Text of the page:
While waiting for my cousin Sharon in the Baltimore International Airport the day before the Inauguration, I found this photo. On the 24th day of President Obama’s presidency, he stood with members of Congress in the Rotunda of our nation’s Capitol speaking about his upcoming first term. Other than noticing how much younger he looked eight years ago, there’s a more significant element to this historic photo. I am the sixth great granddaughter of the gentlemen over his soldier. So is my cousin Sharon Manny Winkler and her sister Laura Manny Norvell. The three of us will be participating in the Women’s March on Washington on Saturday.
The irony of having a true revolutionary patriot as an ancestor is not lost on me as I begin one of the most significant events I have ever had the honor to participate in. My Great Grandfather (x6) was Major General Benjamin Lincoln born on January13, 1732. He was an officer of the Continental Army during the American Revolutionary War. Appointed by General George Washington himself and second in command, he formally accepted the British surrender at Yorktown. (And yes, he even makes a cameo appearance in the Broadway show, HAMILTON.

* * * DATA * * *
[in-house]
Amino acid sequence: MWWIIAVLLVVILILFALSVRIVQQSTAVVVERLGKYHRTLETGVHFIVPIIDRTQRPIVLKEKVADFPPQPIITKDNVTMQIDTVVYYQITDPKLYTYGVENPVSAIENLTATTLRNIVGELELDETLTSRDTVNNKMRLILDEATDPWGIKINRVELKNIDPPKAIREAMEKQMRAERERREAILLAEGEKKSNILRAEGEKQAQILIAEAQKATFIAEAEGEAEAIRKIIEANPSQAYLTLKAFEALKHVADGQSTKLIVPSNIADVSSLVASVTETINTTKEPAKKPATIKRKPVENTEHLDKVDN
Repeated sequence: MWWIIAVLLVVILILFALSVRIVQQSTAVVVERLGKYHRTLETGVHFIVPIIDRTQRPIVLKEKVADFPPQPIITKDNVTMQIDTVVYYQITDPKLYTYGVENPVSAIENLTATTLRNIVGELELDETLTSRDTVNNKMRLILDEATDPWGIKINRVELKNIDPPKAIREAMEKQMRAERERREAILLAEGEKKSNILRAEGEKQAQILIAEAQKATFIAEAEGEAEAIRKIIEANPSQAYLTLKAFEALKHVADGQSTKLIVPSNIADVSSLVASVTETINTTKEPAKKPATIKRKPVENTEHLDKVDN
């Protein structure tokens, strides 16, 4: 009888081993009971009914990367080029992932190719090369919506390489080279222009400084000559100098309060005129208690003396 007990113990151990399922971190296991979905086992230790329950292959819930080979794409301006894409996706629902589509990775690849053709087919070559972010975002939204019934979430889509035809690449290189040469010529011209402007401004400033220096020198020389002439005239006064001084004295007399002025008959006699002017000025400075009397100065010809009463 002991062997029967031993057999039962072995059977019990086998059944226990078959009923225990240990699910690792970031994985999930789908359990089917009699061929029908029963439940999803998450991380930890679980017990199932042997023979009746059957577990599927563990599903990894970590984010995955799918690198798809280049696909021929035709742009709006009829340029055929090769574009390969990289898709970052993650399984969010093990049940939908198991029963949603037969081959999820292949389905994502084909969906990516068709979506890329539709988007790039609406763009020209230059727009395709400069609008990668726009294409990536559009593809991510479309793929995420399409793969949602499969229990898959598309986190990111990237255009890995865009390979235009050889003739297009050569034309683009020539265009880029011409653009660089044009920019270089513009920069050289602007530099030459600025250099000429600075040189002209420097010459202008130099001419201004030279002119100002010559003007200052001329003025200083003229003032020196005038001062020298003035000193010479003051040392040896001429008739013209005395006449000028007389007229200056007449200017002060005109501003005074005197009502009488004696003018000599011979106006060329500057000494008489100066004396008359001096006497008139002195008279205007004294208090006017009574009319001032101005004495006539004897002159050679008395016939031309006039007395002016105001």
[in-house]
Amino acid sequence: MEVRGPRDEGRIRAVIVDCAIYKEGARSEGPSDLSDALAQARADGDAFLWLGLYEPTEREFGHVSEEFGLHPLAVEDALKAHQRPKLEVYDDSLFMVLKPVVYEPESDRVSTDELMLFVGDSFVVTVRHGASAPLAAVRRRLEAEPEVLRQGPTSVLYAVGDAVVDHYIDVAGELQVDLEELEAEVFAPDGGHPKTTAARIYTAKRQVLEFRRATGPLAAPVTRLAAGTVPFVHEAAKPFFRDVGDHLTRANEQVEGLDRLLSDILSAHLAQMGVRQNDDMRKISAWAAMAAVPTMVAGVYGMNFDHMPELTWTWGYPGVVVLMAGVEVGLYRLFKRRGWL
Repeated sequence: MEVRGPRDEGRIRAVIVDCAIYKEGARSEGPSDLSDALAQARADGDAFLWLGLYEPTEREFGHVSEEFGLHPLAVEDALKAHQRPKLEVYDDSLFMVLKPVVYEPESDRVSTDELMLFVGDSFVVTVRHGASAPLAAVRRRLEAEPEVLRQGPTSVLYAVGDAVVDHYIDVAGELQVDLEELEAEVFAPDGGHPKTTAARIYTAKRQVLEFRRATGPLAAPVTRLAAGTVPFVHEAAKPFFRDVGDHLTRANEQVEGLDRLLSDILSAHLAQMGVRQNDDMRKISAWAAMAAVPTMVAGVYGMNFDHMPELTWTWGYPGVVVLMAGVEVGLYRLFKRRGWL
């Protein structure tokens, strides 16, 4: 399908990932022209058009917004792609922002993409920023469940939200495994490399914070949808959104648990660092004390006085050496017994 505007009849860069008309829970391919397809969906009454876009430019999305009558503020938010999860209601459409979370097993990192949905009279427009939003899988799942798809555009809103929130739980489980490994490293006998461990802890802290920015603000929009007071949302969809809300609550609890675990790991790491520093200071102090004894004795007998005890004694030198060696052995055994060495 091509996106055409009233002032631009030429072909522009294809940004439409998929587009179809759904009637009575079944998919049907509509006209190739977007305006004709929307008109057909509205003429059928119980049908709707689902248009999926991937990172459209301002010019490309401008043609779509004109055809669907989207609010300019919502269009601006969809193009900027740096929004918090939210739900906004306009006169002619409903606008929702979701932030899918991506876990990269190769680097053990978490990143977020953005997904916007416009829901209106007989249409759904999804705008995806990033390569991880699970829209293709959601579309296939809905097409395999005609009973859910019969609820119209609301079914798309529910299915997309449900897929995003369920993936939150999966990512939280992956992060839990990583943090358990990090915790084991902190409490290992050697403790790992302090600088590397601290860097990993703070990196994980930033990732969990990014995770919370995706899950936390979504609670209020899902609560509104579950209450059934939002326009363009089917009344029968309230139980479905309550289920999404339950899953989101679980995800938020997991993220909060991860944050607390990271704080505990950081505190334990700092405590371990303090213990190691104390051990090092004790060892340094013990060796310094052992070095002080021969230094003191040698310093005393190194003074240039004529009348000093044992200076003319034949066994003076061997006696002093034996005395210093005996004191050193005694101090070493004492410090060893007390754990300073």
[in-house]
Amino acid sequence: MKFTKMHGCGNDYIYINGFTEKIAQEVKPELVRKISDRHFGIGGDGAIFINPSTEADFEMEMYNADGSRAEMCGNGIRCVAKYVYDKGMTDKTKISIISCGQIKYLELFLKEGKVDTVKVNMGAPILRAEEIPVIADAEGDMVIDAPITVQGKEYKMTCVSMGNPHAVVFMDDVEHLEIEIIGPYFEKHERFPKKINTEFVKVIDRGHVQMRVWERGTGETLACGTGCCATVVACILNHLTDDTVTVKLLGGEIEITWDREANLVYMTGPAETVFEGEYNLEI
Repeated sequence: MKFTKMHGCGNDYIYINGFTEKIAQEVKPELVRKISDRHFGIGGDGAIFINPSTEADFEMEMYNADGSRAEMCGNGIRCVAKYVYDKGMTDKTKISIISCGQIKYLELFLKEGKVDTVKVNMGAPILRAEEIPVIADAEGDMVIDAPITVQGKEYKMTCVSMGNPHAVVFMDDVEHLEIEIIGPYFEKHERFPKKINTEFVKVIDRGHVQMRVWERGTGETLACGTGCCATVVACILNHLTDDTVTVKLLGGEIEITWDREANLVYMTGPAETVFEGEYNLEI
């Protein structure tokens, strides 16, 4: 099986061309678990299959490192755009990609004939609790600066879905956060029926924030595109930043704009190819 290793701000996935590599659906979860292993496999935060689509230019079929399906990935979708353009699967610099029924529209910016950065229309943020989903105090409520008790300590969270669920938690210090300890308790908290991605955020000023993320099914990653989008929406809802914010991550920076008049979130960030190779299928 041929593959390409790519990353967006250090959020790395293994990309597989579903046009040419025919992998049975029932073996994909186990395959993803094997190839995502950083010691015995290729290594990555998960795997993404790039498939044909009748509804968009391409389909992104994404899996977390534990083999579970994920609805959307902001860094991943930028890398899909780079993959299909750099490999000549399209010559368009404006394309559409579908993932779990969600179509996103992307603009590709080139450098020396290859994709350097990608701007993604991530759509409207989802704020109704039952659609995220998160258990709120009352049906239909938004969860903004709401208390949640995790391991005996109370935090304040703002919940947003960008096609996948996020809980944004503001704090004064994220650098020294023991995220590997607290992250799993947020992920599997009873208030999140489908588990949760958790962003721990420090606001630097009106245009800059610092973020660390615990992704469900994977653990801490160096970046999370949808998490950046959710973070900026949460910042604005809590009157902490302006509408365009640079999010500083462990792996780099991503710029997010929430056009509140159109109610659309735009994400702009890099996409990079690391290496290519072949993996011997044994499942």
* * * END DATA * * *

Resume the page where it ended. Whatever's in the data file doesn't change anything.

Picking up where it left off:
After the war, Lincoln was active in politics in his native Massachusetts and served from 1781 to 1783 as the first United States Secretary of War. In 1787, Lincoln led a militia army (privately funded by Massachusetts merchants) in the suppression of Shays’ Rebellion, and was a strong supporter of the new United States Constitution.
There are several renderings of the historical moment in Yorktown, but it is this one that was chosen to grace the walls of the Rotunda. In the knowledge that Barack Obama only has a a few hours left as President of the United States, I found this photo especially bittersweet. I will admit that I did not vote Obama. I have had my own issues with his policies over the last few years, but it was the spirit of the “revolutionary” in myself which brought me 3,000 miles to participate in a movement about human rights.
Benjamin Lincoln was a visionary of his time. In 1787, he was a member of the Massachusetts state convention that ratified the United States Constitution to ensure our rights as American citizens. As well, he believed in diversity and civil rights for all.
It’s for the simplest of basic human rights that I am here today. Some of my closest “friends” and even some family have since questioned my beliefs and concerns, ridiculed my decision to march this weekend and even blamed the influence of my “liberal artsy theatre friends.” The rhetoric which arises from the differing of opinions has been unsettling to say the least. But I only need to look at this photo to know that I am doing what I believe to be right and true to myself.
I will be with my cousins and sisters in our nation’s capitol to make my voice heard. I’d say Great Grandpa Ben would be proud of us. I am certainly proud of him
God Bless America….